A Tribute to my Dad on his Birthday
My dad, Alfred, is one of nine children, born into a hard-working family in Maine. The St. Pierre children worked on the family farm and studied by day in a one room school house. Speaking more French than English, the children learned that life is difficult but manageable. To get ahead, you have to trust in God and work hard.
So that's what my dad did as he headed off to join the Army. Later, he met Camille, a bright woman who grew up outside of Boston from an Italian family. "At least she speaks French," my dad's family would later say of the woman who would become mother to me and my two older brothers. Their marriage has endured to this day and they enjoy good health and the blessings of a life of deep faith.
My dad has taught me so much over the years. It wasn't so much that he worked hard (although clearly he did) but that he got into deep rhythms of work such that great results followed. When he would come home from work, I would meet him in the garage and then follow him around the house as he transitioned from work-mode to home. Rarely did he bring the stress of work home with him.
My dad practices a unique blend of being stubborn with being able to adapt. When PC's became widely used, he embraced them even though it took some time to adjust. Recently, he's pursued a passion for photography that allows him and my mom to capture the memories of their travels on DVD. He's learned technology after technology, often producing DVD's for others in need. He's figured out how to give a gift to someone else that is a product of his labor and not just something you can purchase at a store.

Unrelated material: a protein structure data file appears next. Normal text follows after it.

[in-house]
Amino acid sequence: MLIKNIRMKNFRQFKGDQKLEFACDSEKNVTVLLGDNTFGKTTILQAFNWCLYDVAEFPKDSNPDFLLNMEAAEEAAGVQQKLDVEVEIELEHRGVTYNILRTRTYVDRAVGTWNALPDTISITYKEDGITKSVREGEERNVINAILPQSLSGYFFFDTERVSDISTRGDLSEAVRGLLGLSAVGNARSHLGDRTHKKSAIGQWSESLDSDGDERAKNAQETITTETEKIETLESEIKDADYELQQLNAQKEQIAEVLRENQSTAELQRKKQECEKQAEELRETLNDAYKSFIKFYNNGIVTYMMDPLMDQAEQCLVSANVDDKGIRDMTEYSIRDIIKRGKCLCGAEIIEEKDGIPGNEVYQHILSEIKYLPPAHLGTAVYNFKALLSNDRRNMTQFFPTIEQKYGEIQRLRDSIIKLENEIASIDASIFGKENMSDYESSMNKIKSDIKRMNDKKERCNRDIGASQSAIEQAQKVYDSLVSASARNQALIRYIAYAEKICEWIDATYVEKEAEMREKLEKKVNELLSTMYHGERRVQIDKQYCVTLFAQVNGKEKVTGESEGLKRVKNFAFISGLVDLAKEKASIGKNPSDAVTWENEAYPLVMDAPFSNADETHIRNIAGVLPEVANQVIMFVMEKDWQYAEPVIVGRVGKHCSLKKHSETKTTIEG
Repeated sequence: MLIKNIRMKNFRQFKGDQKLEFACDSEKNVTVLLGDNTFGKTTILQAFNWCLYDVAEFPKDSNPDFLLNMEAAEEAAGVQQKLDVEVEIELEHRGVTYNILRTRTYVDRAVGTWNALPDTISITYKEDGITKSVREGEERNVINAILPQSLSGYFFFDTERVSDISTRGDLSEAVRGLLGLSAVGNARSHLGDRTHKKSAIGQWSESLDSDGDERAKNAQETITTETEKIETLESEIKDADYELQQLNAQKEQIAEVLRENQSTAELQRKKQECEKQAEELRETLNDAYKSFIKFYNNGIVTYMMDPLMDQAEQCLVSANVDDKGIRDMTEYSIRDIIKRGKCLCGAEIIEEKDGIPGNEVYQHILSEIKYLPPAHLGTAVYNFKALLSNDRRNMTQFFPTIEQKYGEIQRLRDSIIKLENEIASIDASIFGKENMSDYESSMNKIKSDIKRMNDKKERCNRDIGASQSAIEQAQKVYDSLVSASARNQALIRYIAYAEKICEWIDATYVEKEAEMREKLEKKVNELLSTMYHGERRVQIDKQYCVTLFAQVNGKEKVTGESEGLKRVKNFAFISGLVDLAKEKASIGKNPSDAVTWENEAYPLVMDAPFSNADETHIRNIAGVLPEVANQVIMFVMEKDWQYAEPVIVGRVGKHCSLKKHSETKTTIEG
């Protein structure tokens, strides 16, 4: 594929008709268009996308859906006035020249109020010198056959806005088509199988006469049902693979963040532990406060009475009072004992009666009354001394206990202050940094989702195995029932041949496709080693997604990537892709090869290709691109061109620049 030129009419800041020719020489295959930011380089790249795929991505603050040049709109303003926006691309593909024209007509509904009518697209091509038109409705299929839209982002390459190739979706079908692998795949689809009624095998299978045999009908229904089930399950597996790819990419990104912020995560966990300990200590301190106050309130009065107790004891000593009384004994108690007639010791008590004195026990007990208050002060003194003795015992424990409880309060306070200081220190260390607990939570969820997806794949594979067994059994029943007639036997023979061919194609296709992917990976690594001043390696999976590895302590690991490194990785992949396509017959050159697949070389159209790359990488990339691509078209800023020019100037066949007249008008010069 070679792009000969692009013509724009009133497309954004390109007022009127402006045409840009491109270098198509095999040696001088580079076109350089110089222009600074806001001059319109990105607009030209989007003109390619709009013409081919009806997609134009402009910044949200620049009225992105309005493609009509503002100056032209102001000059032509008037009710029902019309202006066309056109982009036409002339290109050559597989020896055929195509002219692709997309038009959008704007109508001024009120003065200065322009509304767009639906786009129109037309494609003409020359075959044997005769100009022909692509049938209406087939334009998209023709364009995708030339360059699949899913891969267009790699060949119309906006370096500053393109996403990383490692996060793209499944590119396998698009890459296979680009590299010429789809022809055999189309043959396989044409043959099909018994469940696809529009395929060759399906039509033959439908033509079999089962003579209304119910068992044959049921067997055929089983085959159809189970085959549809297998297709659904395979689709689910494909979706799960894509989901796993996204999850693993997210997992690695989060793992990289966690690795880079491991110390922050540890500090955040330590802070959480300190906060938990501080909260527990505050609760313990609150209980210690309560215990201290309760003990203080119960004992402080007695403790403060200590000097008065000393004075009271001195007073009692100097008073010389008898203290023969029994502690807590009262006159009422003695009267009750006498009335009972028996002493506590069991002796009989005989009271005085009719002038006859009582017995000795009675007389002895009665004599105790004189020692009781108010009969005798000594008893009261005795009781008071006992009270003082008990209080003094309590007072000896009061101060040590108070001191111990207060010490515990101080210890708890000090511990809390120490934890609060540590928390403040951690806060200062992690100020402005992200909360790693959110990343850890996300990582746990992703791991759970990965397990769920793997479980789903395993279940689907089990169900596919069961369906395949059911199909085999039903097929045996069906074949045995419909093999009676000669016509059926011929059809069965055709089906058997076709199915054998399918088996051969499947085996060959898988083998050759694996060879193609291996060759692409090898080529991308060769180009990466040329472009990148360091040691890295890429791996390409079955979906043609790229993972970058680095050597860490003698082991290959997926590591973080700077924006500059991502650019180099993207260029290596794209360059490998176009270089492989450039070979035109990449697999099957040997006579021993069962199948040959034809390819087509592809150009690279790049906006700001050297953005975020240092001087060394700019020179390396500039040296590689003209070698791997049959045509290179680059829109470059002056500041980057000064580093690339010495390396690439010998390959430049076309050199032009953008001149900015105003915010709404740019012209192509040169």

As I've studied time management and grown The Daily Saint blog over the years, I realize that my own father could probably write a book of his own. Before Zen Habits, 37Signals, and LifeHacker came along, my dad was doing one thing at a time, putting first things first and doing right by his family.
As a Christian leader, I'm trying to adopt my dad's other unique ability- to be able to stop on a dime and change personal habits. I can remember the year that he started walking each day at lunchtime. It was as if a switch had been activated and then he never looked back. Or the year that he began attending daily Mass. To this day, he and my mom worship God each morning at the altar of their local parish.
The point is this- inspiration can strike at any time and one better not betray a prompting of God. Go with the inspiration and trust that the habit will then build momentum and positive results. That's truly a living definition of the spirituality of work.
So Dad, here's to you on your birthday. Know that I'm saying an extra prayer of thanks for you on your special day.
*Photo by marika.laurel